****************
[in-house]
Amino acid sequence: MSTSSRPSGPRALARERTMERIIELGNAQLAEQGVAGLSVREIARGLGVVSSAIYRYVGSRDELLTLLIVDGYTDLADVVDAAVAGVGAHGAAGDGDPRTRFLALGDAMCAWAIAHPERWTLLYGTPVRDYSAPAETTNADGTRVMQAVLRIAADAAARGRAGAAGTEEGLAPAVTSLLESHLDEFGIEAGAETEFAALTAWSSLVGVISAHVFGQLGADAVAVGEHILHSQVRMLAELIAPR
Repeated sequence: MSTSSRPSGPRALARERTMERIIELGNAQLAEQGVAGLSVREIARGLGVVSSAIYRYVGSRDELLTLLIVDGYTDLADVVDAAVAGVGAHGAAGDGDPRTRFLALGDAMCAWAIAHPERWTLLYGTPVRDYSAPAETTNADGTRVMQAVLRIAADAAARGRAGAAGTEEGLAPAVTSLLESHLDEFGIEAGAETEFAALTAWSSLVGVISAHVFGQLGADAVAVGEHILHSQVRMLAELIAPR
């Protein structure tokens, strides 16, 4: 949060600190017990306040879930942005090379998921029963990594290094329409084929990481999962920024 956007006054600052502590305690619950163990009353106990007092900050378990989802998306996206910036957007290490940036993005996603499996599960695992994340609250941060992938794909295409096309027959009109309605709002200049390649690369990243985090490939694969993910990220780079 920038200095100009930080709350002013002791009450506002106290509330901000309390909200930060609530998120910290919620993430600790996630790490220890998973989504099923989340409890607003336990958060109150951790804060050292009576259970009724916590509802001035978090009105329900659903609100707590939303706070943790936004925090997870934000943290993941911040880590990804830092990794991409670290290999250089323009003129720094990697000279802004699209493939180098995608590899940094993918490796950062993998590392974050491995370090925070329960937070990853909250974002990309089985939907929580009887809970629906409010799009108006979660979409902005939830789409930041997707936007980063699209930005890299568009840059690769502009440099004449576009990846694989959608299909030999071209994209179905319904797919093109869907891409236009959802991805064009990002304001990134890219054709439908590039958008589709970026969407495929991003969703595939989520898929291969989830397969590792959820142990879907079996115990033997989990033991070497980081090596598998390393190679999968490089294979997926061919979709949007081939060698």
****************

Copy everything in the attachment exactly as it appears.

[in-house]
Amino acid sequence: MSTSSRPSGPRALARERTMERIIELGNAQLAEQGVAGLSVREIARGLGVVSSAIYRYVGSRDELLTLLIVDGYTDLADVVDAAVAGVGAHGAAGDGDPRTRFLALGDAMCAWAIAHPERWTLLYGTPVRDYSAPAETTNADGTRVMQAVLRIAADAAARGRAGAAGTEEGLAPAVTSLLESHLDEFGIEAGAETEFAALTAWSSLVGVISAHVFGQLGADAVAVGEHILHSQVRMLAELIAPR
Repeated sequence: MSTSSRPSGPRALARERTMERIIELGNAQLAEQGVAGLSVREIARGLGVVSSAIYRYVGSRDELLTLLIVDGYTDLADVVDAAVAGVGAHGAAGDGDPRTRFLALGDAMCAWAIAHPERWTLLYGTPVRDYSAPAETTNADGTRVMQAVLRIAADAAARGRAGAAGTEEGLAPAVTSLLESHLDEFGIEAGAETEFAALTAWSSLVGVISAHVFGQLGADAVAVGEHILHSQVRMLAELIAPR
């Protein structure tokens, strides 16, 4: 949060600190017990306040879930942005090379998921029963990594290094329409084929990481999962920024 956007006054600052502590305690619950163990009353106990007092900050378990989802998306996206910036957007290490940036993005996603499996599960695992994340609250941060992938794909295409096309027959009109309605709002200049390649690369990243985090490939694969993910990220780079 920038200095100009930080709350002013002791009450506002106290509330901000309390909200930060609530998120910290919620993430600790996630790490220890998973989504099923989340409890607003336990958060109150951790804060050292009576259970009724916590509802001035978090009105329900659903609100707590939303706070943790936004925090997870934000943290993941911040880590990804830092990794991409670290290999250089323009003129720094990697000279802004699209493939180098995608590899940094993918490796950062993998590392974050491995370090925070329960937070990853909250974002990309089985939907929580009887809970629906409010799009108006979660979409902005939830789409930041997707936007980063699209930005890299568009840059690769502009440099004449576009990846694989959608299909030999071209994209179905319904797919093109869907891409236009959802991805064009990002304001990134890219054709439908590039958008589709970026969407495929991003969703595939989520898929291969989830397969590792959820142990879907079996115990033997989990033991070497980081090596598998390393190679999968490089294979997926061919979709949007081939060698």